How to Get Started Writing a Personal History

Contributed By Marianne Holman Prescott, Church News staff writer

  • 18 August 2015

Using an old recipe box can be a great way to organize family history. Writing your personal history is important for future generations to know who you are.  Photo illustration by Aaron Thorup, Deseret News.

Article Highlights

  • Everyone has stories to tell.
  • When writing a personal record, write as if you are talking to someone.
  • Use interesting, descriptive, sensitive words to bring readers into the story and help them make a connection.

“Everyone has something they can share. I’m not famous. I don’t have anything that would be newsworthy, but I have stories.” —Tafta Johnson Watson

For many, starting to write a personal history can seem overwhelming. Many people feel they haven’t done anything extraordinary in their life that others would want to hear about, and the thought of piecing everything together can be intimidating.

“Everyone has something they can share,” said Tafta Johnson Watson during the BYU Conference on Family History and Genealogy on July 28. “I’m not famous. I don’t have anything that would be newsworthy, but I have stories.”

During a presentation titled “Writing Your Story,” Sister Watson shared ideas of how to get started and compile a personal family history. She began with a story her grandchildren always like hearing about—a tomato fight with her brothers when she was a little girl.

Often, favorite family stories are great starting-off points for compiling a personal history. Sometimes, the beginning starts with simply thinking of a story or event from an individual’s life.

“Don’t think of the whole finished product,” Sister Watson said. “As you write, ideas will come.”

In recording a personal history, it is important to “write as if you are talking to someone,” she said. By doing so, readers will feel more connected to the story, and, in turn, their family.

In an effort to keep things organized, Sister Watson shared hints such as using a box or file folder that holds cards with different titles on them, a loose-leaf binder, a notebook, an app for a phone or tablet that allows individuals to record notes as they are on the go, or a working document saved to their computer that they can continually add ideas to and edit. Photos can be saved along with the titles to accompany the history.

“If you think of a story, write down a title that will help you remember it,” she said. “And then divide your life into periods or sections. Choose sections that best match your ideas and stories.”

Recognizing there is not one right way to divide things up, Sister Watson shared suggestions to help listeners organize their life. Sections based on their age or time frame of life make it easy to categorize things in a general time frame, especially when exact dates or ages are not known.

By putting things in a chronological order, individuals are able to keep things organized in a logical, systematic way. Those sections might include birth to school, elementary school years, middle school years, high school years, college, mission, courtship, family, career, and so on. Another idea would be to organize things by category.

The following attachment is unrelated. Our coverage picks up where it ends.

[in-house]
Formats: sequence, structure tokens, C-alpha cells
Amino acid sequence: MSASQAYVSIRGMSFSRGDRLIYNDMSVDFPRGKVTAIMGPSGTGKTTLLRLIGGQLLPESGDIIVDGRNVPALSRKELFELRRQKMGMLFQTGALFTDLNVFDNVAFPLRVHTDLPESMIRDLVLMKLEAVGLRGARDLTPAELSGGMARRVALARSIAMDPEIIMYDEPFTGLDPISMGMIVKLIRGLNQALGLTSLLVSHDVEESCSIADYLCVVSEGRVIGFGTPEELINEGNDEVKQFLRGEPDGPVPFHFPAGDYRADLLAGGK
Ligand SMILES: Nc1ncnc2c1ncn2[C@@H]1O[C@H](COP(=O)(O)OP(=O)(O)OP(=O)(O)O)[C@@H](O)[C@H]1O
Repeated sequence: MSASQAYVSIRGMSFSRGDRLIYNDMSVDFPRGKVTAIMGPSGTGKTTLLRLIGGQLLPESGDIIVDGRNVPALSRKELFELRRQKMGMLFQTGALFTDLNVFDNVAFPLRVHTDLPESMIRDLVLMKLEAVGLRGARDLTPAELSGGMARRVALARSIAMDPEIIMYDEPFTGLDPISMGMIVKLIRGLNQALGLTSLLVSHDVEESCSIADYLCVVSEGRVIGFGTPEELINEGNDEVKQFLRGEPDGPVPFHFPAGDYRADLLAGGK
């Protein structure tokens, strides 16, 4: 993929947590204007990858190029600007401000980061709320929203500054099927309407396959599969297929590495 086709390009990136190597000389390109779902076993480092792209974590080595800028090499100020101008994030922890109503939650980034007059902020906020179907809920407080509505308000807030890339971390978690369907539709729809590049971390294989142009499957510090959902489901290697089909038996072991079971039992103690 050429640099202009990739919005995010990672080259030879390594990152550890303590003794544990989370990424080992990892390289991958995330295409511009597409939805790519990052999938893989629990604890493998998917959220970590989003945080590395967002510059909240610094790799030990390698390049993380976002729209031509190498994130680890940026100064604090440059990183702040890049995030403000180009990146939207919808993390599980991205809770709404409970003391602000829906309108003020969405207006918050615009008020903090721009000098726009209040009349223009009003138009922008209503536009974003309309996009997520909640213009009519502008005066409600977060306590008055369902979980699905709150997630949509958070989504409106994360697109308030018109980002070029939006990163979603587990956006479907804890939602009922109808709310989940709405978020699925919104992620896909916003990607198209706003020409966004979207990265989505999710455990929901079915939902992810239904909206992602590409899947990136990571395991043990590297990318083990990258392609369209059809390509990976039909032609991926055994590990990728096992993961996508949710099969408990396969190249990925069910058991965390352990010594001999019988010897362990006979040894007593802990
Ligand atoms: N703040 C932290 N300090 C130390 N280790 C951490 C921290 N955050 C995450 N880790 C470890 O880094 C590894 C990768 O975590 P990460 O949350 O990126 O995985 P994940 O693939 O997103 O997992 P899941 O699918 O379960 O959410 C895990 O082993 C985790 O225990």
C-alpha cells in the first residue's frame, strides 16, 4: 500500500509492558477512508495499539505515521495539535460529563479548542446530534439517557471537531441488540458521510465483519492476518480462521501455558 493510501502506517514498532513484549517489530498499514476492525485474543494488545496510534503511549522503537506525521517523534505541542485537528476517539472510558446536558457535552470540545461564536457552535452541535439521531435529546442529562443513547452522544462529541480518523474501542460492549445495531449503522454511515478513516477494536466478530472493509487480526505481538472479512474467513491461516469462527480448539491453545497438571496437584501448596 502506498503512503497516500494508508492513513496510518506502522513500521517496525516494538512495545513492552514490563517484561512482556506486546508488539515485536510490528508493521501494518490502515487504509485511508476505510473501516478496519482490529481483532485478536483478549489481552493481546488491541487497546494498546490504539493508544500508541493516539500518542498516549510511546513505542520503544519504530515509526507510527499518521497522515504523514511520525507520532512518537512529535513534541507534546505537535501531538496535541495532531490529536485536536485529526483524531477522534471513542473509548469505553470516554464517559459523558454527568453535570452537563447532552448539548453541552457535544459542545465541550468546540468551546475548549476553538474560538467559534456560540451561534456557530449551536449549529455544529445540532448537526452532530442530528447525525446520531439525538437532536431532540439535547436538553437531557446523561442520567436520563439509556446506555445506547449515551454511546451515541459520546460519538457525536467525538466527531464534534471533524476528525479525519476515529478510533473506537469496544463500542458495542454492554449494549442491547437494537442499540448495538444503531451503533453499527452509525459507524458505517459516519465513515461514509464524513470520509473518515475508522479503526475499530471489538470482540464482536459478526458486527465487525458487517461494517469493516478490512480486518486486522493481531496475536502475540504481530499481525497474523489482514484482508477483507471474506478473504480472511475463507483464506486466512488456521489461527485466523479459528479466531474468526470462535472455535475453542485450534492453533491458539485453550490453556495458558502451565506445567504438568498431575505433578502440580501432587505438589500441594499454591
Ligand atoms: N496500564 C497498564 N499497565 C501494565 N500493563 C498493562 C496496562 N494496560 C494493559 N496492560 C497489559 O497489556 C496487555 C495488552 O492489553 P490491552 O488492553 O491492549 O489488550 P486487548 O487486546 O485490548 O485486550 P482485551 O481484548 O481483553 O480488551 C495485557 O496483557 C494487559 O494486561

“Good writing starts with a plan or an outline,” she said.

After individuals have ideas of at least a few stories they want to tell, they can look at one of the titles they have saved and start writing from there.

Most important, Sister Watson said, is to “just start writing.”

Sometimes photos can spark an idea, as well as thinking of important dates and events. It is important to take it a piece at a time, she said.

“But what do I write about?” she asked. “Everyday things, ‘ah-ha’ moments, spiritual experiences or special events, fun times, learning moments. You can teach lessons or share your values.”

It is important to remember who will be reading the history you write—if it is just for family, important spiritual events may be important to include. If it is a public record, it is important to be wise in choosing what will be included in the history.

“As ideas come, jot them down,” she said.

Sharing ideas she used as a teacher at Fillmore Middle School, Sister Watson said to consider the setting and where the story took place. Using interesting, descriptive, sensitive words brings the readers into the story and helps them to make a connection. Important to an individual’s family history are the friends, family, co-workers, and others with whom they’ve had relationships.

As authors compile the stories and photos, they will be able to piece together a personal history.

One hint Sister Watson shared was to find a “trusted partner” who is willing to read what they have written before distributing the personal history. Sometimes it is difficult for the author to see spelling or grammatical errors, and someone with an outside view can give suggestions. Then, as the author shares the history with others, it will be more readable.

Family history is an important work that helps not only the person creating his or her own story but also his or her family and generations to come, she said.